The nominee to be the United States' next top diplomat, John Kerry, turned some heads Thursday when he appeared to criticize parts of one of the Obama administration's key foreign policy objectives: the U.S. pivot toward Asia.
Kerry, who is almost certain to succeed Secretary of State Hillary Clinton when she steps down later this year, told a Senate confirmation hearing he is "not convinced that a military ramp-up is critical yet" in Asia, saying it may unnecessarily offend China. "We have a lot more forces out there than any other nation in the world, including China," he said. "And the Chinese take a look at that and say, 'What's the United States doing? Are they trying to circle us?' I think we need to be thoughtful in how we go forward."
Since President Barack Obama announced his so-called "pivot" toward the region in late 2011, Australia, the Philippines, Singapore and other countries in the Asia-Pacific have seen an increase in U.S. equipment, troops and military cooperation.
Administration officials, who now usually refer to the shift as a "rebalancing" rather than a "pivot," insist they are not trying to contain China's rising power. But many in Beijing remain unconvinced, contending they are being increasingly cornered by U.S. allies.
Some analysts say it is significant that Kerry is acknowledging those concerns. But it is not clear whether it could amount to a change in strategy for the administration, which views the pivot as a signature foreign policy of its first term.
Bonnie Glaser is a China expert at the Center for Strategic and International Studies in Washington. In an interview with VOA, she points out that it is the president, not the secretary of state, who decides military commitments.
"That does sound somewhat different from what the current secretary of defense [Leon Panetta] has been saying. But ultimately that is a decision that the president is going to have to make, about where our military commitments are going to be. The current position of the administration is to not draw down our military commitments in Asia," Glaser stated.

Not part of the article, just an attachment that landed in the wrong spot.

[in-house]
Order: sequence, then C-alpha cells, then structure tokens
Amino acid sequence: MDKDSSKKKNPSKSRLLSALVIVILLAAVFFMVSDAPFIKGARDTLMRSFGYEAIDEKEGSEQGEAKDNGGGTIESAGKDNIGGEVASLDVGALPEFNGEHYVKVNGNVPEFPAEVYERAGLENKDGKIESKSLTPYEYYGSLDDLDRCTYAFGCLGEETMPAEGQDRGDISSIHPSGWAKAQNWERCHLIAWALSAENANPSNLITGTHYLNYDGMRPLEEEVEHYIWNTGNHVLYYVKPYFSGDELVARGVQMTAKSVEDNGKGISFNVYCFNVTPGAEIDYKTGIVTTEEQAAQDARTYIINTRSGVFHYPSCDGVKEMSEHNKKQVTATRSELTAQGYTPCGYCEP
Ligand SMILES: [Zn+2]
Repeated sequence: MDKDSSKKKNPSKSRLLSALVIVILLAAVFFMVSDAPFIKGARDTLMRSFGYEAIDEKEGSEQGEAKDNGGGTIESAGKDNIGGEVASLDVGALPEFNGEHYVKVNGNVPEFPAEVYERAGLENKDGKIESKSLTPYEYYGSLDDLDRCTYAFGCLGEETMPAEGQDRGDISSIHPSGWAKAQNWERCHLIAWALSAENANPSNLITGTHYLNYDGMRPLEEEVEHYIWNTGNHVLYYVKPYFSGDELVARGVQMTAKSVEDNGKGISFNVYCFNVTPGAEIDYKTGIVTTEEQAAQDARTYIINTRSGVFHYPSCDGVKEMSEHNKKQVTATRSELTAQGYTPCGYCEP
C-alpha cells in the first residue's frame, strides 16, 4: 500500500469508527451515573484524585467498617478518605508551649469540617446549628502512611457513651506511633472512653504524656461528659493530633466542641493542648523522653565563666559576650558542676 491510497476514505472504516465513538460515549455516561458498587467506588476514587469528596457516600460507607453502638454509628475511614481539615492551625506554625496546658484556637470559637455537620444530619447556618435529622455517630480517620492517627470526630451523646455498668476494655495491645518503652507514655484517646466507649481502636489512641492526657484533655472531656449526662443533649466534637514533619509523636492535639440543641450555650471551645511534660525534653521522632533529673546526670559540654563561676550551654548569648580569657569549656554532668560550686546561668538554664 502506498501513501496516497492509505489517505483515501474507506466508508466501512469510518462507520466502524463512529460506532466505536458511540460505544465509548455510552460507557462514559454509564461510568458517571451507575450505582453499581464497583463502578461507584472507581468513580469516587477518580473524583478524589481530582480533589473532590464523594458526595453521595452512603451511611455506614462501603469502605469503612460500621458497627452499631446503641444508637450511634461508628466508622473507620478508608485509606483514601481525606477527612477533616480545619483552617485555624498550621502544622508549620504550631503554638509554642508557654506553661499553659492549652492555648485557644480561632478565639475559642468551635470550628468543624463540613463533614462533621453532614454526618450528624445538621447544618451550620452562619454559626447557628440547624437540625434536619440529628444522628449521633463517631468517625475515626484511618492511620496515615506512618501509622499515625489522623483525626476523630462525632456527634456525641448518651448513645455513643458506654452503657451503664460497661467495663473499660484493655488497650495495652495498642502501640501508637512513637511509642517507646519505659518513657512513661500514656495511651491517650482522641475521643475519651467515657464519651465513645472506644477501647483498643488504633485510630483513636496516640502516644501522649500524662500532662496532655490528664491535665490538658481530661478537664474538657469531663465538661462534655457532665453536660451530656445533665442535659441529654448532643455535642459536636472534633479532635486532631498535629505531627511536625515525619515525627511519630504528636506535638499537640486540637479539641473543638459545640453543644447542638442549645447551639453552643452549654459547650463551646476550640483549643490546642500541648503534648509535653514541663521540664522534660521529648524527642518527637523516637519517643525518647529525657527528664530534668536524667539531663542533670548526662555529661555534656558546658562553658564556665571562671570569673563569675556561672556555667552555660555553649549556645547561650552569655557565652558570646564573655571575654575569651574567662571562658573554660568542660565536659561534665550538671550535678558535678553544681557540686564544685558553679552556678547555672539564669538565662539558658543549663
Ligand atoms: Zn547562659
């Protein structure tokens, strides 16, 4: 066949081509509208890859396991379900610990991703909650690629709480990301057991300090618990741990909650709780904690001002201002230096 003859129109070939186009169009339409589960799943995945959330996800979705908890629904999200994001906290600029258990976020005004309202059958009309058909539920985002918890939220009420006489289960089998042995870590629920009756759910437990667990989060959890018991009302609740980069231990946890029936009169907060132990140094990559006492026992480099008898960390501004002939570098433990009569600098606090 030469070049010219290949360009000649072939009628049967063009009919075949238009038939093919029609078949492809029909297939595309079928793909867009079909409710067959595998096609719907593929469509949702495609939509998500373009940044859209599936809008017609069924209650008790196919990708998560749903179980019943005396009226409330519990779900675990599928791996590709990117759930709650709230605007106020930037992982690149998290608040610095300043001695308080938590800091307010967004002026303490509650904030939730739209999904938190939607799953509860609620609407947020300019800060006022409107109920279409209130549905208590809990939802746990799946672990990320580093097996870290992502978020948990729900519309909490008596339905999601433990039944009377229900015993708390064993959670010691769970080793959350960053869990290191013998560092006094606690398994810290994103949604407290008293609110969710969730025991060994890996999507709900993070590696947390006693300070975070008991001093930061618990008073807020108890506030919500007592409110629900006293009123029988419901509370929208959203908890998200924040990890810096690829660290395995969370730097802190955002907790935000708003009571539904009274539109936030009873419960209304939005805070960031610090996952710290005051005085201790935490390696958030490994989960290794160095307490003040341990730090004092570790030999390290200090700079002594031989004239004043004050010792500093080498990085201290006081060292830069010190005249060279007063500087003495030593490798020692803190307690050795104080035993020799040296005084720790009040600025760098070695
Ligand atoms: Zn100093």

At his confirmation hearing, Kerry acknowledged as much, saying he does not suggest that the U.S. reduce its current force in Asia, and that there are legitimate reasons to be concerned about China's intentions.
But Stephen Lewis, a China scholar at Houston's Rice University, tells VOA it is important that U.S. officials recognize Chinese leaders perceive the pivot as a threat.
"It's an important point to be made, mainly because this is something that the Chinese government has always complained about," says Lewis, who adds that Chinese citizens are concerned about the pivot as well. "They see it as a legitimate point, that the United States seems to be opposing Chinese efforts to go overseas, whereas we actually do have a number of military bases overseas."
Lewis says Kerry's comments probably do not represent a fundamental change in U.S. policy. He points out that no other administration official has made similar comments.
Glaser, the analyst at CSIS, agrees. She says even though she does not think the U.S. policy is aimed at China, perceptions still matter. "I think that it is important for any secretary of state to be able to put him or herself in the shoes of another country in the world, and understand how that country views the United States," she said. "China has some concerns about the U.S. rebalancing strategy ... We need to understand that perception, that doesn't mean we need to agree with it."
Additional reporting by Victor Beattie